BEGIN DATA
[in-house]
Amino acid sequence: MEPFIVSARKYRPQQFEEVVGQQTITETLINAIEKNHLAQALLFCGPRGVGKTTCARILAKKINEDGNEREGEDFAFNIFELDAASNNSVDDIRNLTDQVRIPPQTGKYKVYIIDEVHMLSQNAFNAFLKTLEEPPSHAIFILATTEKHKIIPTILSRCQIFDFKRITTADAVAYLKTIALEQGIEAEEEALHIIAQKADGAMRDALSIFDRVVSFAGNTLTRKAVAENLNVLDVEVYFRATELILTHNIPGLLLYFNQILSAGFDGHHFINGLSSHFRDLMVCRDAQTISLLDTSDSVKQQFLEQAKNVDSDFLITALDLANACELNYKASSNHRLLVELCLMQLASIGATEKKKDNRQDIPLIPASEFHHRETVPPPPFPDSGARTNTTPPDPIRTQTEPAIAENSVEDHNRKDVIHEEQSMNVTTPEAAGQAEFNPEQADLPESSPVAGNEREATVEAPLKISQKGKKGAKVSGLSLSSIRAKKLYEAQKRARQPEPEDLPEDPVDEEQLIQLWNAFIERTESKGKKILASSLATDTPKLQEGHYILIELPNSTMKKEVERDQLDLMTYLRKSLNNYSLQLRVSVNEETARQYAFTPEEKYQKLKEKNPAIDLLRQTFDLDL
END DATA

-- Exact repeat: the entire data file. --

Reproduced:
[in-house]
Amino acid sequence: MEPFIVSARKYRPQQFEEVVGQQTITETLINAIEKNHLAQALLFCGPRGVGKTTCARILAKKINEDGNEREGEDFAFNIFELDAASNNSVDDIRNLTDQVRIPPQTGKYKVYIIDEVHMLSQNAFNAFLKTLEEPPSHAIFILATTEKHKIIPTILSRCQIFDFKRITTADAVAYLKTIALEQGIEAEEEALHIIAQKADGAMRDALSIFDRVVSFAGNTLTRKAVAENLNVLDVEVYFRATELILTHNIPGLLLYFNQILSAGFDGHHFINGLSSHFRDLMVCRDAQTISLLDTSDSVKQQFLEQAKNVDSDFLITALDLANACELNYKASSNHRLLVELCLMQLASIGATEKKKDNRQDIPLIPASEFHHRETVPPPPFPDSGARTNTTPPDPIRTQTEPAIAENSVEDHNRKDVIHEEQSMNVTTPEAAGQAEFNPEQADLPESSPVAGNEREATVEAPLKISQKGKKGAKVSGLSLSSIRAKKLYEAQKRARQPEPEDLPEDPVDEEQLIQLWNAFIERTESKGKKILASSLATDTPKLQEGHYILIELPNSTMKKEVERDQLDLMTYLRKSLNNYSLQLRVSVNEETARQYAFTPEEKYQKLKEKNPAIDLLRQTFDLDL